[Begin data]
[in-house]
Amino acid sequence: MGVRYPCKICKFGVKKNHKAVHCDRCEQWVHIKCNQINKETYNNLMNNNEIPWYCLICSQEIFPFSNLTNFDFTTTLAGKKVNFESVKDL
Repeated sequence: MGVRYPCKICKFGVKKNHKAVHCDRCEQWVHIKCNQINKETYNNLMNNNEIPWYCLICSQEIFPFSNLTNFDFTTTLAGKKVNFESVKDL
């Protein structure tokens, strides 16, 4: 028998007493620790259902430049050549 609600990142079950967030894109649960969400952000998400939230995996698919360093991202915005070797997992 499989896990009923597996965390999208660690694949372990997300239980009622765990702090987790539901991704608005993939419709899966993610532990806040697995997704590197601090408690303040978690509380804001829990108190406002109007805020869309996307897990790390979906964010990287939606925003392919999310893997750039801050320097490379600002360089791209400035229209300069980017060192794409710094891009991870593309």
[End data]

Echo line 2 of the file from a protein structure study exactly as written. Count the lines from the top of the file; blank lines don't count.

Amino acid sequence: MGVRYPCKICKFGVKKNHKAVHCDRCEQWVHIKCNQINKETYNNLMNNNEIPWYCLICSQEIFPFSNLTNFDFTTTLAGKKVNFESVKDL